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Vietnam’s Bonds Rise on Interest-Rate Outlook; Dong Declines

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Dec. 14 (Bloomberg) -- Vietnam’s government bonds rose, with five-year yields dropping to the lowest in two weeks, on speculation the central bank will cut borrowing costs. The dong dropped.

The State Bank of Vietnam will reduce the interest-rate cap on dong deposits at commercial lenders next year, online newswire VnExpress reported, citing an unidentified banker who attended a meeting between banks and the monetary authority last week. The State Bank said at the meeting that it will leave the ceiling unchanged at 14 percent through December, according to VnExpress.

“People in the market expect the average level of interest rates to drop early next year, so they probably priced that to their bond yields,” said Nguyen Thi Ngoc Anh, the Ho Chi Minh City-based head of fixed-income trading at Asia Commercial Bank.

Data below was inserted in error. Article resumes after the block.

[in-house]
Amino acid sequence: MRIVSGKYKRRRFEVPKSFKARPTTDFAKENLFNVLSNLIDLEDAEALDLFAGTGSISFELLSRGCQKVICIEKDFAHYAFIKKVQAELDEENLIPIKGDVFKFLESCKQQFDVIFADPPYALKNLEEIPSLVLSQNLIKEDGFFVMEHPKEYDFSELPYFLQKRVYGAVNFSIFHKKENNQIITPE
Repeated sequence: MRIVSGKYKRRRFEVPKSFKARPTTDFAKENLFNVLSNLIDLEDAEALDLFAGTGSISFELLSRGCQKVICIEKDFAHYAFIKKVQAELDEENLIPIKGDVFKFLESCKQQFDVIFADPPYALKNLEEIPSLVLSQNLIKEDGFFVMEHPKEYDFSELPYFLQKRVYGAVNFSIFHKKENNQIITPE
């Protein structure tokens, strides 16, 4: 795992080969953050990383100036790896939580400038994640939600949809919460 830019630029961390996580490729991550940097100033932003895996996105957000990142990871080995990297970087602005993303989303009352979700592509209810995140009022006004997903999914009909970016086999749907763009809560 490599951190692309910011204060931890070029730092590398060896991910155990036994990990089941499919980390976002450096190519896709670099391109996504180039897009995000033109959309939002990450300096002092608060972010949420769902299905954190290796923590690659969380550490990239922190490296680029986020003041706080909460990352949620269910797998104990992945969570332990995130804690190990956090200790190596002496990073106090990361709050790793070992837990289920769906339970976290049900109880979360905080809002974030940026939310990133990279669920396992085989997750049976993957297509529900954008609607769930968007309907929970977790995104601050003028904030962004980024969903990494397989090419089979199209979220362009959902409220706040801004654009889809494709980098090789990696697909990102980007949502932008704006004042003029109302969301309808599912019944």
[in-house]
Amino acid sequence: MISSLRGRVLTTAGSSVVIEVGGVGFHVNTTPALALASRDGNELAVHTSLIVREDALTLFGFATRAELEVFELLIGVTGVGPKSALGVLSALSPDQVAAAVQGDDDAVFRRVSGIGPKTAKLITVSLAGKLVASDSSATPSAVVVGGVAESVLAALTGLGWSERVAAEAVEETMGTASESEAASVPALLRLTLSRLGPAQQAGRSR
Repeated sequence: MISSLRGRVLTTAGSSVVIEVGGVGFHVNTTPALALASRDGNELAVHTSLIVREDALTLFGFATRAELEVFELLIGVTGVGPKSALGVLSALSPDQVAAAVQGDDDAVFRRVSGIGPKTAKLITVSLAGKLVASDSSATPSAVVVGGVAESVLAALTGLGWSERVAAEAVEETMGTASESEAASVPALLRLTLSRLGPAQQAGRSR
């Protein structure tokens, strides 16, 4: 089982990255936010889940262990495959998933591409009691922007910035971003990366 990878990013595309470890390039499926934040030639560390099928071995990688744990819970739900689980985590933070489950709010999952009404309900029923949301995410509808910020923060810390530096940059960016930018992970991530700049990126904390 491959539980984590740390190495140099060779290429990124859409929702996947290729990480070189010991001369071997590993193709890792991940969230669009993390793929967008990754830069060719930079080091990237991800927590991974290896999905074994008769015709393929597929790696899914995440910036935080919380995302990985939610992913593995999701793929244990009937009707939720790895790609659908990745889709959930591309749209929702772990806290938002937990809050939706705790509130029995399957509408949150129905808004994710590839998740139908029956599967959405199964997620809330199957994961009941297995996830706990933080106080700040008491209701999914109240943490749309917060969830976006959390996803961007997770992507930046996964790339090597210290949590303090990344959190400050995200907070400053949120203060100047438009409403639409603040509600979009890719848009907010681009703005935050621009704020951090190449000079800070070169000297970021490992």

The yield on benchmark five-year notes declined four basis points, or 0.04 percentage point, to 12.44 percent, according to a daily fixing from banks compiled by Bloomberg. That was the lowest rate since Nov. 29.

The dong fell 0.1 percent to 21,025 per dollar as of 4:30 p.m. in Hanoi, according to prices from banks compiled by Bloomberg.

The State Bank of Vietnam lowered its reference rate to 20,813 from 20,803 yesterday, according to its website. It was the first time since Oct. 28 that the central bank changed the daily rate. The currency is allowed to fluctuate by as much as 1 percent on either side of that rate.

To contact the editor responsible for this story: Sandy Hendry at shendry@bloomberg.net

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